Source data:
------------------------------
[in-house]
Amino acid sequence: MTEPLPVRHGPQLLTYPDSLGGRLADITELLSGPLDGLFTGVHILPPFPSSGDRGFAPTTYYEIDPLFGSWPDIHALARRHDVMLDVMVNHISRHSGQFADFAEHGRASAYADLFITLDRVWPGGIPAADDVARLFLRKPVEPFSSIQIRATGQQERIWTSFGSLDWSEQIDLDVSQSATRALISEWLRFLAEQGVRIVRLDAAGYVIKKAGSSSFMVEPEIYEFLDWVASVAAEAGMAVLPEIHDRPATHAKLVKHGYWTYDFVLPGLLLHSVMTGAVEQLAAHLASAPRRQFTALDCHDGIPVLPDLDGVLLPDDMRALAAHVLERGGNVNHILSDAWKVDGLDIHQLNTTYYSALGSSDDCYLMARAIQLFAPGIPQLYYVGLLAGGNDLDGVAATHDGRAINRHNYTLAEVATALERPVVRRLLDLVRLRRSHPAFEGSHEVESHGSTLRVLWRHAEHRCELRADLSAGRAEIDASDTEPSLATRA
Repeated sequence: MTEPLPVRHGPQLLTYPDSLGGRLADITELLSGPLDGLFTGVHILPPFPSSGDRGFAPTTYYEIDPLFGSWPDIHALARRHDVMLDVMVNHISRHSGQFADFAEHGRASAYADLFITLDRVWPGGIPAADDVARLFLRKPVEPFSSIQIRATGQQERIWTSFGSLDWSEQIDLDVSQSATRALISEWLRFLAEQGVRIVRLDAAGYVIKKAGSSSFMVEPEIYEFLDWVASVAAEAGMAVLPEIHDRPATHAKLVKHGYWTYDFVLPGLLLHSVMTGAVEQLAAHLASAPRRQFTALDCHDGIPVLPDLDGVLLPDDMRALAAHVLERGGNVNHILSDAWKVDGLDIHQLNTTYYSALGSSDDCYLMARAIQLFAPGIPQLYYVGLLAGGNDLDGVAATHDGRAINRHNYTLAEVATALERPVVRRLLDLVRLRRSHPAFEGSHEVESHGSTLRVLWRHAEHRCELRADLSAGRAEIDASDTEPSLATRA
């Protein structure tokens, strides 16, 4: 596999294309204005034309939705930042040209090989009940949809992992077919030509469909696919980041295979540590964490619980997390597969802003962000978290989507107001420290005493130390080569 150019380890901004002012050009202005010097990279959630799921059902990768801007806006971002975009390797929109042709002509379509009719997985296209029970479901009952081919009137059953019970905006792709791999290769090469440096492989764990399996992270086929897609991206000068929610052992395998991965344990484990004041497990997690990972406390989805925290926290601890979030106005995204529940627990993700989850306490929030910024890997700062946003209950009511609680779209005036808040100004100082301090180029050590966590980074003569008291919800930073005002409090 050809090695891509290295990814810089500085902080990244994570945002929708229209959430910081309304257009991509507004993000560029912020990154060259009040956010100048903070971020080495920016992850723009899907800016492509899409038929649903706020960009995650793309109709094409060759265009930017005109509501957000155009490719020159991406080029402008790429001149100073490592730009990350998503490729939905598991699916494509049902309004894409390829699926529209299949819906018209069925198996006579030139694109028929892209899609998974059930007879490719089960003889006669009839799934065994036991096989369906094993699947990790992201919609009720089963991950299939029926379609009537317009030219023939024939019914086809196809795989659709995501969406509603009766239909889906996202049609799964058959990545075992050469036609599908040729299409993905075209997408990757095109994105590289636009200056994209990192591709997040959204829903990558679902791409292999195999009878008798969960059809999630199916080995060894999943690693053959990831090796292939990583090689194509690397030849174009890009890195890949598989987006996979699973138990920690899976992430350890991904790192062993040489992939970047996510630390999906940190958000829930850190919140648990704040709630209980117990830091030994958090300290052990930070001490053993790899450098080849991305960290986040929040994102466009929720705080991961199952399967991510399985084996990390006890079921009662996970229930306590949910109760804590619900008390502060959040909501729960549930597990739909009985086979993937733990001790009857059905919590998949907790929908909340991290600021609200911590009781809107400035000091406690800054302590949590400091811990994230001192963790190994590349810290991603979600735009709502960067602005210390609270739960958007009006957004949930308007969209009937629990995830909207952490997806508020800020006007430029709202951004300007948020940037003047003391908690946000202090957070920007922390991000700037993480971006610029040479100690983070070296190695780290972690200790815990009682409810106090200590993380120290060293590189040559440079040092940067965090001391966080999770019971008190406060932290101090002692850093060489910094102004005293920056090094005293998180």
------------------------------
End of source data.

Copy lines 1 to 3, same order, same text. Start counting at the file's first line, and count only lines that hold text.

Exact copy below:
[in-house]
Amino acid sequence: MTEPLPVRHGPQLLTYPDSLGGRLADITELLSGPLDGLFTGVHILPPFPSSGDRGFAPTTYYEIDPLFGSWPDIHALARRHDVMLDVMVNHISRHSGQFADFAEHGRASAYADLFITLDRVWPGGIPAADDVARLFLRKPVEPFSSIQIRATGQQERIWTSFGSLDWSEQIDLDVSQSATRALISEWLRFLAEQGVRIVRLDAAGYVIKKAGSSSFMVEPEIYEFLDWVASVAAEAGMAVLPEIHDRPATHAKLVKHGYWTYDFVLPGLLLHSVMTGAVEQLAAHLASAPRRQFTALDCHDGIPVLPDLDGVLLPDDMRALAAHVLERGGNVNHILSDAWKVDGLDIHQLNTTYYSALGSSDDCYLMARAIQLFAPGIPQLYYVGLLAGGNDLDGVAATHDGRAINRHNYTLAEVATALERPVVRRLLDLVRLRRSHPAFEGSHEVESHGSTLRVLWRHAEHRCELRADLSAGRAEIDASDTEPSLATRA
Repeated sequence: MTEPLPVRHGPQLLTYPDSLGGRLADITELLSGPLDGLFTGVHILPPFPSSGDRGFAPTTYYEIDPLFGSWPDIHALARRHDVMLDVMVNHISRHSGQFADFAEHGRASAYADLFITLDRVWPGGIPAADDVARLFLRKPVEPFSSIQIRATGQQERIWTSFGSLDWSEQIDLDVSQSATRALISEWLRFLAEQGVRIVRLDAAGYVIKKAGSSSFMVEPEIYEFLDWVASVAAEAGMAVLPEIHDRPATHAKLVKHGYWTYDFVLPGLLLHSVMTGAVEQLAAHLASAPRRQFTALDCHDGIPVLPDLDGVLLPDDMRALAAHVLERGGNVNHILSDAWKVDGLDIHQLNTTYYSALGSSDDCYLMARAIQLFAPGIPQLYYVGLLAGGNDLDGVAATHDGRAINRHNYTLAEVATALERPVVRRLLDLVRLRRSHPAFEGSHEVESHGSTLRVLWRHAEHRCELRADLSAGRAEIDASDTEPSLATRA